unsplash photo of a bicycle wheel and a worn, wrinkled sofa

“I am not old” — Samantha Reynolds

I am not old, she said I am rare I am the standing ovation at the end of the play I am the retrospective of my life as art I am the hours connected like dots into good sense I am the fullness of existing you think I am waiting to die but I am waiting to be found I am a treasure I am a map these wrinkles are imprints of my journey ask me anything. image courtesy Yulia… Read more

Men at Forty

Men at forty Learn to close softly The doors to rooms they will not be Coming back to. At rest on a stair landing, They feel it Moving beneath them now like the deck of a ship, Though the swell is gentle. And deep in mirrors They rediscover The face of the boy as he practices tying His father’s tie there in secret. And the face of that father, Still warm with the mystery of lather. They are more fathers… Read more

The point at Finisterre as seen from the sea

Finisterre — David Whyte

The road in the end taking the path the sun had taken, into the western sea, and the moon rising behind you as you stood where ground turned to ocean: no way to your future now but the way your shadow could take, walking before you across water, going where shadows go, no way to make sense of a world that wouldn’t let you pass except to call an end to the way you had come, to take out each… Read more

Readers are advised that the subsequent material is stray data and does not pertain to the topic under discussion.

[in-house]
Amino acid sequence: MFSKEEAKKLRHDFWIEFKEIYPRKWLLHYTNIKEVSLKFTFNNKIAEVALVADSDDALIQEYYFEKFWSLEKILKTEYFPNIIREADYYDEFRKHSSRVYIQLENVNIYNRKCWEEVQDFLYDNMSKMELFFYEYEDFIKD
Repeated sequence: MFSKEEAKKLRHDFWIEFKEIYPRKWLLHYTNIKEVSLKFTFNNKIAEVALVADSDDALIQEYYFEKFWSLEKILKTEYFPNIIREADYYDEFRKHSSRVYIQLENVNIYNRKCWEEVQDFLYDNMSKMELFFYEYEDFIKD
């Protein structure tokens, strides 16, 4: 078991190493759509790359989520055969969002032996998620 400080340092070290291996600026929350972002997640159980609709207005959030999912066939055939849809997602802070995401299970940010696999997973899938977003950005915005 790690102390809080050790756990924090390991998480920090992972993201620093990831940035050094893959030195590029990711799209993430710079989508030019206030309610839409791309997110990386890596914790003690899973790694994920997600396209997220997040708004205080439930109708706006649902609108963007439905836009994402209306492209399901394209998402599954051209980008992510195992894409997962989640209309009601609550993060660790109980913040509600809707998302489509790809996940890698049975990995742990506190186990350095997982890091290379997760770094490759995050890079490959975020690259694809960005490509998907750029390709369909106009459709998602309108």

Sunset at Aït Ben Haddou, Morocco

The Journey — David Whyte

Above the mountains the geese turn into the light again, painting their black silhouettes on an open sky. Sometimes everything has to be enscribed across the heavens so you can find the one line already written inside you. Sometimes it takes a great sky to find that first, bright and indescribable wedge of freedom in your own heart. Sometimes with the bones of the black sticks left when the fire has gone out someone has written something new in the… Read more

The author. The beach at Little Dip Conservation Park.

Time Left Alone — David Whyte

… tired of ourselves … But tired of land, we open ourselves to oceans, tired of time we give back all that we’ve taken, tired of ourselves we open ourselves to ourselves at last, sensing the waves and great abyss of the sea beyond, the ocean stretching on sand and the long view on the still sea that leads to another life. From Time Left Alone: in ‘River Flow: New and Selected Poems’ David Whyte